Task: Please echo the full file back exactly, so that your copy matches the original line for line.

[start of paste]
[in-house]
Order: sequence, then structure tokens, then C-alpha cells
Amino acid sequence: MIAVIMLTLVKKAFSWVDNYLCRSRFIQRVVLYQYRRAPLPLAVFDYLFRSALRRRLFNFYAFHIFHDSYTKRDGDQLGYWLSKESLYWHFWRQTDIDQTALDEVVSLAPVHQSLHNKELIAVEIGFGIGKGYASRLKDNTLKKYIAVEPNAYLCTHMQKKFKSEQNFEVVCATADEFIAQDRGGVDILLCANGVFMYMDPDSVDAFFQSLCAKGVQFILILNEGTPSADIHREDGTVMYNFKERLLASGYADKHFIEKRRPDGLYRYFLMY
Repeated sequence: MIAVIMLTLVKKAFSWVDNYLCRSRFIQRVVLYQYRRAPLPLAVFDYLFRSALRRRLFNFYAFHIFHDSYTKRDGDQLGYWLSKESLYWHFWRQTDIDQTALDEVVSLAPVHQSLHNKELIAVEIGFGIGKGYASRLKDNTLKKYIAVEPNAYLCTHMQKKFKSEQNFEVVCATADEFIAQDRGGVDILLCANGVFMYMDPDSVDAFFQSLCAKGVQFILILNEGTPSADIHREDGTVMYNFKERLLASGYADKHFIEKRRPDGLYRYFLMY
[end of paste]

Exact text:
[in-house]
Order: sequence, then structure tokens, then C-alpha cells
Amino acid sequence: MIAVIMLTLVKKAFSWVDNYLCRSRFIQRVVLYQYRRAPLPLAVFDYLFRSALRRRLFNFYAFHIFHDSYTKRDGDQLGYWLSKESLYWHFWRQTDIDQTALDEVVSLAPVHQSLHNKELIAVEIGFGIGKGYASRLKDNTLKKYIAVEPNAYLCTHMQKKFKSEQNFEVVCATADEFIAQDRGGVDILLCANGVFMYMDPDSVDAFFQSLCAKGVQFILILNEGTPSADIHREDGTVMYNFKERLLASGYADKHFIEKRRPDGLYRYFLMY
Repeated sequence: MIAVIMLTLVKKAFSWVDNYLCRSRFIQRVVLYQYRRAPLPLAVFDYLFRSALRRRLFNFYAFHIFHDSYTKRDGDQLGYWLSKESLYWHFWRQTDIDQTALDEVVSLAPVHQSLHNKELIAVEIGFGIGKGYASRLKDNTLKKYIAVEPNAYLCTHMQKKFKSEQNFEVVCATADEFIAQDRGGVDILLCANGVFMYMDPDSVDAFFQSLCAKGVQFILILNEGTPSADIHREDGTVMYNFKERLLASGYADKHFIEKRRPDGLYRYFLMY